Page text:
If you want to learn more about the disturbing history of tuberculosis, check out this YouTube video linked below!
Difference Between TB Infection and TB Disease
Tuberculosis is more common than people think. About 90% of infected people don’t show symptoms making it difficult to diagnose. Luckily, most tuberculosis infections are not active. The infection will remain latent, or inactive, if the immune system can continue to fight off the bacteria. Unlike a TB disease, TB infection is not contagious and has no symptoms. Therefore, most people with TB infection have no idea.
If the immune system becomes weakened, TB infection can become active leading to TB disease. Instead of having the macrophages rush to the infection site to contain the bacteria, the bacteria multiply within the lungs. A weakened immune system and increasing number of bacteria, allow TB to cause lung disease and can even spread throughout the body. As a result, many will become sick and contagious to others.
If you would like to know more about the differences between TB infection and TB disease, check out the YouTube video below.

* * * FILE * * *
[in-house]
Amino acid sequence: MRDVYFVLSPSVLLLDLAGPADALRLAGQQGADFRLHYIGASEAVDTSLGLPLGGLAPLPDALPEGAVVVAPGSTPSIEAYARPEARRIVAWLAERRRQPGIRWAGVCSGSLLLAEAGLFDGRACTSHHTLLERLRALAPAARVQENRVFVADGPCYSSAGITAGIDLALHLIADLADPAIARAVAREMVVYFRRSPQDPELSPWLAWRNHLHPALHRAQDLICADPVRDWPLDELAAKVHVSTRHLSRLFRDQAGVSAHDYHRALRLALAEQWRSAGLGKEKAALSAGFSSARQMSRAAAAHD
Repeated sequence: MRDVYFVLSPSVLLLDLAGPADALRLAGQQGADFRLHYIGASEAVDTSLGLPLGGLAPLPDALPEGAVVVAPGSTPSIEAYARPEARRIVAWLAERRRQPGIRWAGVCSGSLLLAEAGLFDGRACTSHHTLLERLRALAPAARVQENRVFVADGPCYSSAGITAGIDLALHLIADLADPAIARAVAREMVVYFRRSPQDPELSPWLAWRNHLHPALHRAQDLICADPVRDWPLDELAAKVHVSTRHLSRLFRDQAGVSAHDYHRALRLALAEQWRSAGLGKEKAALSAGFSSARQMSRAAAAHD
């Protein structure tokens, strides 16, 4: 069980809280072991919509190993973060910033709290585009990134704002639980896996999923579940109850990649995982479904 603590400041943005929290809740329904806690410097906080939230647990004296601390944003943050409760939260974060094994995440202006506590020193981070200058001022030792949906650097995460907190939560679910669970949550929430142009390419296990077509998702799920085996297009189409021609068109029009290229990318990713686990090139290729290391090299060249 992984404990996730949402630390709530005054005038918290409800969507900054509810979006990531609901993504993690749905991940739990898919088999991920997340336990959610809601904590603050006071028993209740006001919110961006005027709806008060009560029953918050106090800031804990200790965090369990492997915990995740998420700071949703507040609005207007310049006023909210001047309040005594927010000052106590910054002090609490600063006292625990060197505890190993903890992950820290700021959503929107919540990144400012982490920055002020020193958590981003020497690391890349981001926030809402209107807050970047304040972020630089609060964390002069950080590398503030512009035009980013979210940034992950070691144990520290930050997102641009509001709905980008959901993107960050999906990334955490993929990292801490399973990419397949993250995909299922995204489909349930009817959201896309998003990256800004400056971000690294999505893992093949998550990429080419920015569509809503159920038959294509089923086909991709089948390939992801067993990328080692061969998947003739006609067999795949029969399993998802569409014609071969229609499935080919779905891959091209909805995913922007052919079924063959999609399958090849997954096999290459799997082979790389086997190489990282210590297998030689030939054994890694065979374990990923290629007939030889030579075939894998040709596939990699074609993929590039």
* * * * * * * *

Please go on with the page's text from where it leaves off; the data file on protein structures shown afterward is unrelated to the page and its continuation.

To reiterate what was stated above, there are no symptoms of a TB infection. As for TB disease, symptoms will vary depending on where the tuberculosis is in the body. In most cases, TB will begin in the lungs and can eventually spread to the kidneys, spine, and brain. Since the bacteria is active and spreading throughout the body, TB symptoms can be fast-growing in a brief period of time. Let’s look at some of the top symptoms to keep an eye out for with tuberculosis.
- Prolonged cough (longer than 3 weeks)
- Coughing up blood
- Chest pain
- Loss of appetite/weight loss
- Night Sweats
By identifying symptoms early, you will be able to protect yourself and others around you in the long run. For more information on the complex symptoms of tuberculosis, watch the YouTube video below.
While there is the BCG vaccine, this vaccine is only administered or required in countries that are experiencing high rates of TB. Since the vaccine has shown to have a potential interference with tuberculin skin test reactivity, the BCG vaccine is not recommended or required in the U.S. Instead, physicians treat tuberculosis with a specifically curated regime of antibiotics.
- For those who have a latent TB infection, antibiotic treatment is taken for 3 to 9 months to prevent future active disease.
- As for active TB disease, antibiotic treatment takes 6 to 12 months.
Tuberculosis is completely curable if you catch it early and follow a consistent antibiotic treatment.
High Risk People
While anybody can contract tuberculosis, there are some groups that are more susceptible to infection than others.